We carry out inspections of food premises to identify any potential food safety hazards and ensure compliance with food hygiene and food standards legislation. The purpose of these inspections are to:
- Identify and prevent risks to public health,
- Investigate any possible breaches of food hygiene and food standards legislation and take action as necessary to ensure compliance,
- Ensure food is not presented in a way that misleads the consumer,
- Offer advice on good practice.
We carry out routine food safety inspections and may also visit as a result of a complaint. The frequency of routine inspections depends on the potential risk posed by the type of business and its previous record. The frequency of inspection can vary between every 6 months to every 3 years.
Environmental Health and Trading Standards Officers have a right to enter and inspect food premises at all reasonable hours without making an appointment and usually come without advance notice.
Officers are authorised to inspect the premises, inspect food, examine records (such as computerised records), seize or detain food, take samples and photographs to be used as evidence.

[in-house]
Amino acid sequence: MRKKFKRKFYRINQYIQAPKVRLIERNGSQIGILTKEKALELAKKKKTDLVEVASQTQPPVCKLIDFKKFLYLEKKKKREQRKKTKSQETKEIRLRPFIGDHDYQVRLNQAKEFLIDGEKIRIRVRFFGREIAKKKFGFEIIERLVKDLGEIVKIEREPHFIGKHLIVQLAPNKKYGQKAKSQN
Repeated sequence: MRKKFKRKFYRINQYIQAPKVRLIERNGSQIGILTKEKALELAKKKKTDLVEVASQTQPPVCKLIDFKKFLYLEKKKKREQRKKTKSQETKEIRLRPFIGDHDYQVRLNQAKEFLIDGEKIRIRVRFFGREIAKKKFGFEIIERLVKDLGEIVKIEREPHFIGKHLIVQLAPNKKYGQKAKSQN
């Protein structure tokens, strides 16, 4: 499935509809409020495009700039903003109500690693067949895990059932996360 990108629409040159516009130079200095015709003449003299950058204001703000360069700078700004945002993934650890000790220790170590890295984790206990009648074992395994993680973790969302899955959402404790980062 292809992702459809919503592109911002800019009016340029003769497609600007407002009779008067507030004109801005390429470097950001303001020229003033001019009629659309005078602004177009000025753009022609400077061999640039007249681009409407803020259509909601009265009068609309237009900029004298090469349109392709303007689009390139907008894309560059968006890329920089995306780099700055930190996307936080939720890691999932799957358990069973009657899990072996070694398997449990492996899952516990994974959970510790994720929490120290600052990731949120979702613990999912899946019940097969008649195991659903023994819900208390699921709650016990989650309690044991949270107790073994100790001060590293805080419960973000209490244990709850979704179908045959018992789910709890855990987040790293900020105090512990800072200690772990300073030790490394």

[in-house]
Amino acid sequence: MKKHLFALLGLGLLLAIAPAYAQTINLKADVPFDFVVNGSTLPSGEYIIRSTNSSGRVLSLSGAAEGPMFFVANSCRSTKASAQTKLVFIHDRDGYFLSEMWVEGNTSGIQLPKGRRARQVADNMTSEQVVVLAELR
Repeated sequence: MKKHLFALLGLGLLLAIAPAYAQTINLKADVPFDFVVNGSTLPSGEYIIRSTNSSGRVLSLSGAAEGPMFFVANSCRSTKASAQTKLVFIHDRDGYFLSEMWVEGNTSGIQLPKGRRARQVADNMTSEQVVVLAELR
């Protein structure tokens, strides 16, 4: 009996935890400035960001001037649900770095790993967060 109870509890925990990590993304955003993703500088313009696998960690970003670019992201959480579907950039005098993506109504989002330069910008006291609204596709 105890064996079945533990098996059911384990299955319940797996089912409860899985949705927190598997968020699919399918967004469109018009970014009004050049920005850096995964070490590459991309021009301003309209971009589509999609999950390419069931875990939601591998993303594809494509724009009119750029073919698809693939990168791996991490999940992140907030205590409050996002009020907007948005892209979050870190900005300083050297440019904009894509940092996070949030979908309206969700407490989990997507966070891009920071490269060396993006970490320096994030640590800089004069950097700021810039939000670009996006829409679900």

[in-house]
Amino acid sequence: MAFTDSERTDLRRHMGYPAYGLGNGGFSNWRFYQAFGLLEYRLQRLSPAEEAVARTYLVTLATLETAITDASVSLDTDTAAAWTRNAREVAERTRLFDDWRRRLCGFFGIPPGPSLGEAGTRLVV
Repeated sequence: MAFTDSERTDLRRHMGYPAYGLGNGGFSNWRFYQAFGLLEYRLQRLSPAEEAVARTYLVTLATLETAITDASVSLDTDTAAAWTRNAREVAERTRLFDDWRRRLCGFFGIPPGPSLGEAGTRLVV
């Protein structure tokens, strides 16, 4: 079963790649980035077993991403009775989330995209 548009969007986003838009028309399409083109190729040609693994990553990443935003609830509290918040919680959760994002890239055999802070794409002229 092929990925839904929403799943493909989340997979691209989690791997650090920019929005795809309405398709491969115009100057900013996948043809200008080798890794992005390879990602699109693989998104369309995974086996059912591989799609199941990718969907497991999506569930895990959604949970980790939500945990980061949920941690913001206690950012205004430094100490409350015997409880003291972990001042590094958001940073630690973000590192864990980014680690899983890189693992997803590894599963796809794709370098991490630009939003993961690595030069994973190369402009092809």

After the Inspection
Once the inspection is completed, the inspecting officer will discuss the findings with the person in charge of the premises. They will produce a report and send it to the business operator (usually within 14 days).
The report will outline all areas in which the business is failing to comply with food safety legislation and will outline what action the business operator needs to take in order to be fully compliant with the law. The report will also detail any recommendations providing advice on good practice.
Included with the report will be the food hygiene rating the business has achieved (where appropriate).
What happens next?
Where practices or conditions are not satisfactory we will try to work with the business to help them improve standards and comply with food safety law. However, if conditions are not improved or there is a risk to public health we may need to serve the business operator with a statutory notice. Failure to comply with a notice is an offence that, on conviction, could lead to a fine or imprisonment.
If an inspection shows that a business needs to carry out work to improve standards, a single or several follow up visits may be needed. Your food hygiene rating will not change after these visits unless you have applied for a re-rating.